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Senedd roundup: No contact with PM for several weeks says First Minister

01 May 2020 6 minute read
Boris Johnson. Picture by World Economic Forum (CC BY-SA 2.0)

First Minister Mark Drakeford revealed he has not spoken to Prime Minister Boris Johnson “for several weeks” at Fridays Welsh Government press briefing.

Their last conversation was before the prime minister was admitted to hospital with coronavirus on 5 April. Mr Johnson returned to work last Monday.

Earlier this week Mr Drakeford complained of a lack of engagement from UK ministers and called for the UK Government to do more to keep in contact with the leaders of the devolved nations. He also asked for No 10 to invite them to a Cobra meeting before the weekend.

He said: “I last spoke directly to the prime minister before he fell ill. That was several weeks ago now.

“He has had a very busy week since he returned to work and I wouldn’t have necessarily expected to be at the top of his contact list this week.

“We have had lots of contact with other UK government ministers in the meantime.

“What I think we haven’t had, and I would have preferred to have seen, is a systematic pattern of contact with the devolved administrations where we could have shared ideas, made sure we understood each other’s perspectives, contributed together to work which is going on in all parts of the UK as we move towards making decisions as to whether it’s the right time to come out of lockdown and how to do it.”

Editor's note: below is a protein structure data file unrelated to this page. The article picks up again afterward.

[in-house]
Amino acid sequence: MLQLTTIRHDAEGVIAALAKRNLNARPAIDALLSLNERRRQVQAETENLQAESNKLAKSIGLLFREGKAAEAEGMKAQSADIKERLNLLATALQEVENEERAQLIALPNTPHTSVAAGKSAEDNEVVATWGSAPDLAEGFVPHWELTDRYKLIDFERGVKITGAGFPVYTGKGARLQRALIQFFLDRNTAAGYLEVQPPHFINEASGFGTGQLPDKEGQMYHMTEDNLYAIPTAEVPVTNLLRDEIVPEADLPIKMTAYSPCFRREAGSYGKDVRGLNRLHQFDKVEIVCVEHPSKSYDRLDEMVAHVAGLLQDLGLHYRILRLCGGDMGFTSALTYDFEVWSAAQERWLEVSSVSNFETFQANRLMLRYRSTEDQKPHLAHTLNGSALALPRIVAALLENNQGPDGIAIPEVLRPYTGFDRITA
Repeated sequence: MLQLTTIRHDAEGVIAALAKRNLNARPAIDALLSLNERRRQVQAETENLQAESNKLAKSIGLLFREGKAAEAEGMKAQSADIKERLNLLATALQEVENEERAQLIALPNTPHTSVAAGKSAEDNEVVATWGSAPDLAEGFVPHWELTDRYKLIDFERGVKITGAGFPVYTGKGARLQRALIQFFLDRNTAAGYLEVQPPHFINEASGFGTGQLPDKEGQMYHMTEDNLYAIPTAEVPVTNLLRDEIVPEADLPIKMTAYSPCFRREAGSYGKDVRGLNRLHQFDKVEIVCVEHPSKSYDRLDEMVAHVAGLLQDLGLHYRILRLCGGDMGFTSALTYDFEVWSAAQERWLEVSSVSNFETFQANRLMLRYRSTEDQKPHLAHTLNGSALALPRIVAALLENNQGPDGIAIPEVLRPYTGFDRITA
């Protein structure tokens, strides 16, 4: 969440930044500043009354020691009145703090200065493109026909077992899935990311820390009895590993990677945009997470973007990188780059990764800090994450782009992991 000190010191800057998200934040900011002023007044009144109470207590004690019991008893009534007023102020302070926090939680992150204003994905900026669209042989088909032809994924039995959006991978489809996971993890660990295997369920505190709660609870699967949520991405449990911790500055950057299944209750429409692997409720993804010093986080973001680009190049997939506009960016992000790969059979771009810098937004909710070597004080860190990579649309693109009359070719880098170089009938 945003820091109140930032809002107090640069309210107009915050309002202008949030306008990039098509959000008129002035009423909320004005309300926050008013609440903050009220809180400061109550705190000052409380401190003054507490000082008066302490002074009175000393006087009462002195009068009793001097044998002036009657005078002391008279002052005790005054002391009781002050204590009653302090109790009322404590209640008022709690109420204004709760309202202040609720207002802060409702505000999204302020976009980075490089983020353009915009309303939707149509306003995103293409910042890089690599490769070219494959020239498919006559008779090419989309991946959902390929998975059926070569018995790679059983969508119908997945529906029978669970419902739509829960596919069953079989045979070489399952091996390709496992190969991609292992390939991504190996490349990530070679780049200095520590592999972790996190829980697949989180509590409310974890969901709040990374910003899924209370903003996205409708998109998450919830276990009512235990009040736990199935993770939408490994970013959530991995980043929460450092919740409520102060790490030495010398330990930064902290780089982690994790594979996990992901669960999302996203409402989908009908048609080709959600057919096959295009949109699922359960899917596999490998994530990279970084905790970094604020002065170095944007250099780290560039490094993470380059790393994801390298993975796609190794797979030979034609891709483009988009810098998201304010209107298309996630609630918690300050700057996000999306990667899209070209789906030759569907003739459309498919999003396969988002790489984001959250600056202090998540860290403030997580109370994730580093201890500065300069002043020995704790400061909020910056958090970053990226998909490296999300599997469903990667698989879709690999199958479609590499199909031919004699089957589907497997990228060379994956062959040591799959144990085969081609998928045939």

The first minister said he had received a letter from Cabinet Office Minister Michael Gove outlining a suggestion for more regular contact in future.

Public Health Wales announced 17 further coronavirus deaths in Wales on Frday, bringing the total to 925. There were 160 confirmed new cases raising the overall number of people infected to 9972. 1090 tests were carried out yesterday.

Photo by RoseBox on Unsplash

Concern over disparity of food box take up

Figures obtained by the Welsh Conservatives have revealed that just over 10% of those eligible have taken advantage of the Welsh Government funded free food box

Early last month the government wrote to 80,000 people to encourage them to shield from Covid19 and offered access to the food boxes if they were unable to get support for food from family, friends or supermarket deliveries.